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I know that for the complete theory $Th((\mathbb{Q},+,0))$ we have the prime model $(\mathbb{Q},+,0)$ and the countable saturated model $(\mathbb{Q}^{\infty},+,0)$, but what should I do when I try to prove this claim? Do I have to use the Ehrenfeuch-Fraisse Method?

Look up to the complete theory $Th((\mathbb{Q},<,0,1))$. I have to prove that there exists five 1-types of this theory, but that proves only that there are at least five 1-types, but how I have to prove that there exists precisly five 1-types?! I think I have to pick a arbitrary model of the theory and have to embed this into $(\mathbb{Q},<,0,1)$. Is this true? Can someone help me?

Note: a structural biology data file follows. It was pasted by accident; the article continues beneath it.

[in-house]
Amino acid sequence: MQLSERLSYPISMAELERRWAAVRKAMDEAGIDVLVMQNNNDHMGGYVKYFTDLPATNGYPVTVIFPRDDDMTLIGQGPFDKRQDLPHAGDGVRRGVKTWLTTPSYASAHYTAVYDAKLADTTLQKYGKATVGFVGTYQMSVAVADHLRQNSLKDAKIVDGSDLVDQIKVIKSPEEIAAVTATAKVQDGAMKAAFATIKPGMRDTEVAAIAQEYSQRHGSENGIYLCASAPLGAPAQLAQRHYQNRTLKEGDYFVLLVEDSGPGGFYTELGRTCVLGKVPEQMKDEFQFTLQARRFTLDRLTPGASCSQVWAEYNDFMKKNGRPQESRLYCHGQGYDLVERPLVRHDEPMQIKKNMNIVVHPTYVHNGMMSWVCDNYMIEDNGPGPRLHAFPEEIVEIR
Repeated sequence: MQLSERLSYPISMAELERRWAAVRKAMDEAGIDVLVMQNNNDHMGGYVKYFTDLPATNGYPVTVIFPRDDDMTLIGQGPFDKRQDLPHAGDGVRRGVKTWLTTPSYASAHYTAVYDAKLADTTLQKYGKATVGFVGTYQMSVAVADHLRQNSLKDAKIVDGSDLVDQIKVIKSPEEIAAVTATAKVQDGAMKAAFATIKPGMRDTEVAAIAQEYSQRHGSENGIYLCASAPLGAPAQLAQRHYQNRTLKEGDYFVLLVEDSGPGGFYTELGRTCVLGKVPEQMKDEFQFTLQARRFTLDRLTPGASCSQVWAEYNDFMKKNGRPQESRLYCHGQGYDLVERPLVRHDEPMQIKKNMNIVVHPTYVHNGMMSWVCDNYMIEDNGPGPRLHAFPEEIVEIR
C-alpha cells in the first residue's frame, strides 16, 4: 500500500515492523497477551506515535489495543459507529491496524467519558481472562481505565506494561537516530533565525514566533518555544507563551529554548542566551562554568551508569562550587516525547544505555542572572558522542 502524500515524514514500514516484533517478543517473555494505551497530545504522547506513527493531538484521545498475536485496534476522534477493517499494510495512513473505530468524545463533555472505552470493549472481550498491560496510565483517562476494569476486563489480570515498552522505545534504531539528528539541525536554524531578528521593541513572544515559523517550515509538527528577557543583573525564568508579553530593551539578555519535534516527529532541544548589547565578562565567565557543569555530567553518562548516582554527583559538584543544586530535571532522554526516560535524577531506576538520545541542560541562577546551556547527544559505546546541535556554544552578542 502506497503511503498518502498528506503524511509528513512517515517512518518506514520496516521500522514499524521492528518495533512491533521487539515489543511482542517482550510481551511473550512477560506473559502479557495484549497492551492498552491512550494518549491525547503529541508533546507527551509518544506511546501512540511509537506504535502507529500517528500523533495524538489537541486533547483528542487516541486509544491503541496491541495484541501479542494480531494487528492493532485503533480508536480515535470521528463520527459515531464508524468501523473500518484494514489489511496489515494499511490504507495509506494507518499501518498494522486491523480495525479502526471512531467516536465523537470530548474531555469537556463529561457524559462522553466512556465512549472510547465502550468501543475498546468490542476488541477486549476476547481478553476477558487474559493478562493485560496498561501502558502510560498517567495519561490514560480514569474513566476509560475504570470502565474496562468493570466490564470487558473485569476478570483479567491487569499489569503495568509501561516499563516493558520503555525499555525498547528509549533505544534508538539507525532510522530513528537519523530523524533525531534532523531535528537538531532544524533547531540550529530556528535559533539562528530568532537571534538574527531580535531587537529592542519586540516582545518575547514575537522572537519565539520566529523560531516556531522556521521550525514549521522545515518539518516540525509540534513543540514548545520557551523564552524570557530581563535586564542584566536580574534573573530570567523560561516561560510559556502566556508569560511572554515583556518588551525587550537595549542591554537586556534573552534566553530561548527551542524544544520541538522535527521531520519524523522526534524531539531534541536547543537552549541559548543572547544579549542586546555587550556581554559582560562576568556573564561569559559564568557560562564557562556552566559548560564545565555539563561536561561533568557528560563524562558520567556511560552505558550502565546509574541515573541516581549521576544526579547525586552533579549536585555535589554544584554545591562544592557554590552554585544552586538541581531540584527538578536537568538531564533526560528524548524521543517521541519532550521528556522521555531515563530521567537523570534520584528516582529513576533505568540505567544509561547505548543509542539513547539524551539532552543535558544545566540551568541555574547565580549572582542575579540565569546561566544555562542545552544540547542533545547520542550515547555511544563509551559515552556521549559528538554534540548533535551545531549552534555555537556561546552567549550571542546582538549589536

Thank you :)

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1 Answer 1

Note that any model of the theory is a $\bf Q$-vector space, as well as the other way around. Vector spaces are rather tame animals, you can just apply some basic linear algebra, or prove quantifier elimination. Ehrenfeucht-Fraisse method would not work too well here (at least not in its basic form), as the language is not a relational language.

As for your second question, it has already been asked here.

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